Watch: North Korea defector Jihyun Park on standing for election in Bury
She escaped unimaginable human rights abuses and now, as a local election candidate in Bury, is believed to be the first North Korean to stand in a democratic vote anywhere outside the Korean peninsula.
It’s a remarkable story. But Jihyun Park is just as keen to talk about Bury’s "horrible" fly-tipping crisis.
In Thursday's local elections, Park will stand for a seat in the council's Moorside ward, where she has lived since 2008 after escaping an unthinkable cycle of torture, imprisonment and human trafficking.
In prison in North Korea, the conditions were so bad that her body was literally rotting. She “smelt like a dead person”, Park recalls in an interview with Yahoo News UK.
Now a UK citizen, Park, who is standing to be a Conservative councillor on what is currently a Labour-run authority, is delighted to be involved in the routine trappings of local politics – such as campaigning against fly-tipping.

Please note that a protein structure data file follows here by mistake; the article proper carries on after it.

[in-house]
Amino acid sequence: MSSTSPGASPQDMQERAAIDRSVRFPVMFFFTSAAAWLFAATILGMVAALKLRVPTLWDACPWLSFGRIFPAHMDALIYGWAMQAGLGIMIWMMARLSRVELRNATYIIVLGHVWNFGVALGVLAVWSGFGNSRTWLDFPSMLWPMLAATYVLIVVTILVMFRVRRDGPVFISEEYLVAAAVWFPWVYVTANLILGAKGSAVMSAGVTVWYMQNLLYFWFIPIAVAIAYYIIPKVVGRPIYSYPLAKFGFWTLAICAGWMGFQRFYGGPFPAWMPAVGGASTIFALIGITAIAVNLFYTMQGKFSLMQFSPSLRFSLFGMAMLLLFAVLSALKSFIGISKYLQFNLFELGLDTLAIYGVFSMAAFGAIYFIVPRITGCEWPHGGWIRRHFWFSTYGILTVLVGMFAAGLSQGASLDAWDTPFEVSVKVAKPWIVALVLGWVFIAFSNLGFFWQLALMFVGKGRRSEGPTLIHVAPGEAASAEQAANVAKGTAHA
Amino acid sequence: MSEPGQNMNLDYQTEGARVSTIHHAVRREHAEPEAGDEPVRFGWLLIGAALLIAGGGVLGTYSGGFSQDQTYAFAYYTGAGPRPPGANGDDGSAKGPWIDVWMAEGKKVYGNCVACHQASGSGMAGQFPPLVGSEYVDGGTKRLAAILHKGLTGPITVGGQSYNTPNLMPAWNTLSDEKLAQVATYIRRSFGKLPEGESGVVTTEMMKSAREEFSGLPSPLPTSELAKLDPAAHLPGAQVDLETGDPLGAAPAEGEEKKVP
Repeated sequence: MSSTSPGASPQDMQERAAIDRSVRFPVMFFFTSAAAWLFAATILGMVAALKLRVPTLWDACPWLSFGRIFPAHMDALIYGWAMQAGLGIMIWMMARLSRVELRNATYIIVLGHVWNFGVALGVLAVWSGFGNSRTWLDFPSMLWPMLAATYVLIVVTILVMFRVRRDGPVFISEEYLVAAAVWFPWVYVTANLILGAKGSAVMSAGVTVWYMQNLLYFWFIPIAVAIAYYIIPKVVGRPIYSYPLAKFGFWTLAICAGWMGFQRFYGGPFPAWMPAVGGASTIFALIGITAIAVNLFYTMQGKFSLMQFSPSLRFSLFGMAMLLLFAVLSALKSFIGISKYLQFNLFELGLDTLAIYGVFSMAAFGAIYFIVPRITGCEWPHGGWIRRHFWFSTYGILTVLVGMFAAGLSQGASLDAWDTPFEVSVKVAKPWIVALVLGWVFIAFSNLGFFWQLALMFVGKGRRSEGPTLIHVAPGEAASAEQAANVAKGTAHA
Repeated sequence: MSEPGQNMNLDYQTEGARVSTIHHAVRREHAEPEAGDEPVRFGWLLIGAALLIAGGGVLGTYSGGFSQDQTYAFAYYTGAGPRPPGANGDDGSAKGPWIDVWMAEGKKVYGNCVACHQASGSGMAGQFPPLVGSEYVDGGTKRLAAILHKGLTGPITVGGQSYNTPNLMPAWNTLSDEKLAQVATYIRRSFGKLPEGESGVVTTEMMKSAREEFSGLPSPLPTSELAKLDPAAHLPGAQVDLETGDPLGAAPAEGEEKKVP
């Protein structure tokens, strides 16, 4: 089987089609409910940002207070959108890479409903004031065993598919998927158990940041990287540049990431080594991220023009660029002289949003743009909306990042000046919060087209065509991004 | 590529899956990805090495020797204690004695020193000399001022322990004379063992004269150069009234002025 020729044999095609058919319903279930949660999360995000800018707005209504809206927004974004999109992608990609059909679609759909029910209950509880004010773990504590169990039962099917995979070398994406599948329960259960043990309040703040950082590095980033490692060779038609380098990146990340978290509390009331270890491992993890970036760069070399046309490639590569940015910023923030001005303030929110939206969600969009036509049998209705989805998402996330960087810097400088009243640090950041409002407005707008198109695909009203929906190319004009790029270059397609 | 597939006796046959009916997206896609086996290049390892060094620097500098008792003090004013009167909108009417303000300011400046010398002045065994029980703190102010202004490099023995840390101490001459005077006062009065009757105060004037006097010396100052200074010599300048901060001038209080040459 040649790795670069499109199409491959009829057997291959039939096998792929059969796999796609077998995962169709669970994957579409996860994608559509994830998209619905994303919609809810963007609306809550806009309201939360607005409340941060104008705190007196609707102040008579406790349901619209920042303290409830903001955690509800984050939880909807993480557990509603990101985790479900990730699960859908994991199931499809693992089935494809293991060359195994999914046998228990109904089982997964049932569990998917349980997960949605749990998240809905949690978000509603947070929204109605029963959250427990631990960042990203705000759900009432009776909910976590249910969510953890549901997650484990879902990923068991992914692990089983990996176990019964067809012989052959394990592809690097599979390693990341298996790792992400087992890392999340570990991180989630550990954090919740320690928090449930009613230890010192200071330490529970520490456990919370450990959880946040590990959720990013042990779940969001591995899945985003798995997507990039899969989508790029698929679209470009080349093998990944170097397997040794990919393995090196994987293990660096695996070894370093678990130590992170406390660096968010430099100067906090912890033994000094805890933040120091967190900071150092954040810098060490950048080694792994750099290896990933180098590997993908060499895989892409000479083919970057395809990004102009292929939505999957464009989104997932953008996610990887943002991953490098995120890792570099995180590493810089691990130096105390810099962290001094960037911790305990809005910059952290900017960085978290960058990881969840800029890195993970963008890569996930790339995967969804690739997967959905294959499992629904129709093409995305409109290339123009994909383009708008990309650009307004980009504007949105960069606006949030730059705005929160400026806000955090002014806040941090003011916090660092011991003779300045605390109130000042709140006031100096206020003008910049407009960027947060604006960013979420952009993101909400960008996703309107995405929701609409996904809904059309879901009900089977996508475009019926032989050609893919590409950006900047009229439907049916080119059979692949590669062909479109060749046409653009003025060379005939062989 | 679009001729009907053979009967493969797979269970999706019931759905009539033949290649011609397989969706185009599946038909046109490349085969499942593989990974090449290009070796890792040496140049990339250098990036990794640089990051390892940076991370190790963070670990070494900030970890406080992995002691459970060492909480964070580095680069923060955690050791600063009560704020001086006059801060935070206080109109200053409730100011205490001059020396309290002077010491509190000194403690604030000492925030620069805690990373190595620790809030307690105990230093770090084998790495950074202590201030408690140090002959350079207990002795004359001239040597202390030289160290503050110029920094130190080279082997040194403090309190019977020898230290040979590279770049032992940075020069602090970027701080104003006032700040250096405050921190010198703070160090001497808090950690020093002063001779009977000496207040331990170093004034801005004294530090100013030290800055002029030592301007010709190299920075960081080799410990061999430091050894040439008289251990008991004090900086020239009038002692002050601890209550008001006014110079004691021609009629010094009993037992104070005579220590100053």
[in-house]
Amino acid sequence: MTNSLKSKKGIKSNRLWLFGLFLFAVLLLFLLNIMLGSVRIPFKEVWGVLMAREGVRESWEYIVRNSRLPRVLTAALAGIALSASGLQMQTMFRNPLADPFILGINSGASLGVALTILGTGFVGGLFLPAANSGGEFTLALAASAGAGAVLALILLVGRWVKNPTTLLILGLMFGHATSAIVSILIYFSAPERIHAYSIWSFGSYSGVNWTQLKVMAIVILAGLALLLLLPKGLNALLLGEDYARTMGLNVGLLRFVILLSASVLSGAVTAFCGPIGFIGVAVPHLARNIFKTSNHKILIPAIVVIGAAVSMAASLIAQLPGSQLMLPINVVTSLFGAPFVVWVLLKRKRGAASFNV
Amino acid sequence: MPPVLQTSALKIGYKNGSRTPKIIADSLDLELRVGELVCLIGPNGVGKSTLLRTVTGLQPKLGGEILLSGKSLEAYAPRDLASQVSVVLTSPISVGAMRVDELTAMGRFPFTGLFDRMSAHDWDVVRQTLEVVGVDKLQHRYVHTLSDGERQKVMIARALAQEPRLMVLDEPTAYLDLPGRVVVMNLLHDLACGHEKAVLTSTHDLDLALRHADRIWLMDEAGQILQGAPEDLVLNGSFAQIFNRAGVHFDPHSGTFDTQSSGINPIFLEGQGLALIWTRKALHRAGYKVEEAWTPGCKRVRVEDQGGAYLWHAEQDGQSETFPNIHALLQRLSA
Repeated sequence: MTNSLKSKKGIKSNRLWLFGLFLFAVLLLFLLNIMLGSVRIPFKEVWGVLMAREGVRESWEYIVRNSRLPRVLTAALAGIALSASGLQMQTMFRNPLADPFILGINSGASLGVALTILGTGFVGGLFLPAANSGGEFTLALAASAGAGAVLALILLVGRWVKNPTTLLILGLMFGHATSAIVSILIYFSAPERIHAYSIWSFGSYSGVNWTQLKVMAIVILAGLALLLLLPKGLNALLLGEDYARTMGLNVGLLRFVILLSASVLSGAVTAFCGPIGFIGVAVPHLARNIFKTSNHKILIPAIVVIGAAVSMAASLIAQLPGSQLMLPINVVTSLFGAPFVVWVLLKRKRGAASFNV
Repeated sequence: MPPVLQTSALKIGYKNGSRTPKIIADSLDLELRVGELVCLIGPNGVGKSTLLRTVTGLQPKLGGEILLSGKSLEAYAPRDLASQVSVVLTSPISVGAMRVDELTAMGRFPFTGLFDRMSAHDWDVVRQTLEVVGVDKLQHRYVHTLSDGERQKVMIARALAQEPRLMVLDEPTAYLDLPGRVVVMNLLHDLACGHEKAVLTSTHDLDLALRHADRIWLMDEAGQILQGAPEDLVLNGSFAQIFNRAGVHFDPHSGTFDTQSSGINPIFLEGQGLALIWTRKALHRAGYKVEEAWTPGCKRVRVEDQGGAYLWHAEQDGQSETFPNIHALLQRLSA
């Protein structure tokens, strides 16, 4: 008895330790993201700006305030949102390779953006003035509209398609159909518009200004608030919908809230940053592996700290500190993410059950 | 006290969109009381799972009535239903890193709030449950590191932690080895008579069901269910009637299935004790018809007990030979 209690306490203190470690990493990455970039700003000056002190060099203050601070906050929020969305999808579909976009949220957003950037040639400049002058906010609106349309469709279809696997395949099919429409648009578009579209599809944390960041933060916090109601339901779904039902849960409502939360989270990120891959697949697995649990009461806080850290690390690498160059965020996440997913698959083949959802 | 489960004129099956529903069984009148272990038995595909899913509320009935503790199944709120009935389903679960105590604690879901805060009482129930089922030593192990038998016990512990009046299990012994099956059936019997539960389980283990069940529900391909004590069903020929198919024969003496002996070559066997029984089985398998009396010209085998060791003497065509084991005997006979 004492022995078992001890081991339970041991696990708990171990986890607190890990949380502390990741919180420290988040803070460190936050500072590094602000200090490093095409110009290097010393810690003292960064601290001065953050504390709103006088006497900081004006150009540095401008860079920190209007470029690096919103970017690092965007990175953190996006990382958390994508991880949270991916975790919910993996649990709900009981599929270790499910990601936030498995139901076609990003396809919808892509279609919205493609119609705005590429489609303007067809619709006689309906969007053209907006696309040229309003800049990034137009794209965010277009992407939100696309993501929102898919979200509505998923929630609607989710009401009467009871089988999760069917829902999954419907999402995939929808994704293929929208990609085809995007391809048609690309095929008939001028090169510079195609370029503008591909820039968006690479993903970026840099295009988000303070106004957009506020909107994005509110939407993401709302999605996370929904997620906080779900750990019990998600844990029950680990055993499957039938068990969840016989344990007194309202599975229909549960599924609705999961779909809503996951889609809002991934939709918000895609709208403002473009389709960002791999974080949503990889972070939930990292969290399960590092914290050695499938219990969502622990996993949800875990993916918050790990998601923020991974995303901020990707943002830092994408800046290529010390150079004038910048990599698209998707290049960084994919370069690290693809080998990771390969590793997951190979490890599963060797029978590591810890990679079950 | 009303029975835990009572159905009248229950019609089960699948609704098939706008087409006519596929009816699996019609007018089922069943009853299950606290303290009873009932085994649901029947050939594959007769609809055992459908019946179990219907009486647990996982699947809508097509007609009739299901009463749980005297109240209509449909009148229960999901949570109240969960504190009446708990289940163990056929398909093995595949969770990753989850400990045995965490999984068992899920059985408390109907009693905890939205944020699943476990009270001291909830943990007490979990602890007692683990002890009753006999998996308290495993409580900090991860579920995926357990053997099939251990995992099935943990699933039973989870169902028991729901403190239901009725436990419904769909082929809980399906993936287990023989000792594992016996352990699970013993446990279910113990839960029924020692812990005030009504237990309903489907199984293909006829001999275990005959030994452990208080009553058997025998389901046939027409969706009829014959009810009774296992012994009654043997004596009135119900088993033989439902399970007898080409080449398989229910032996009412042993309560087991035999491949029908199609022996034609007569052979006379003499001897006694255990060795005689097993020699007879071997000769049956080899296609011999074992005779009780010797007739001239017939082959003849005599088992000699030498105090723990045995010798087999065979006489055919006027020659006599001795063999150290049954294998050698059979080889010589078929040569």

She says: “I’m very excited because I’ve lived in Moorside for 13 years. I know my neighbours, their problems.”
Park lists housing, poor cleanliness and bin collections as the area's main problems, claiming Labour “only shout in the election times”.
“I deliver my [election leaflets] to the houses and a lot of [rubbish] is left behind in the gardens," she says.
"Many people put the rubbish there and it is dodgy, but the council never cares about that. It is horrible.”
For a North Korean, the very notion of standing against different parties remains a novelty. “In North Korea we didn’t know the meaning of a political party,” Park says.
“But over here we have different parties and the people choose those parties. We get to speak out... it’s very exciting.”
Park and her younger brother first escaped North Korea in 1998, crossing the border to China. She thought life would be better, but was preyed on by human traffickers.
Life in China, she says, “was slavery” for six years. Meanwhile, she was separated from her brother, who was sent back to North Korea. She has not seen him since.
Park herself was sent back in 2004, being separated from her infant son in the process, after the Chinese authorities got wind she was a North Korean refugee.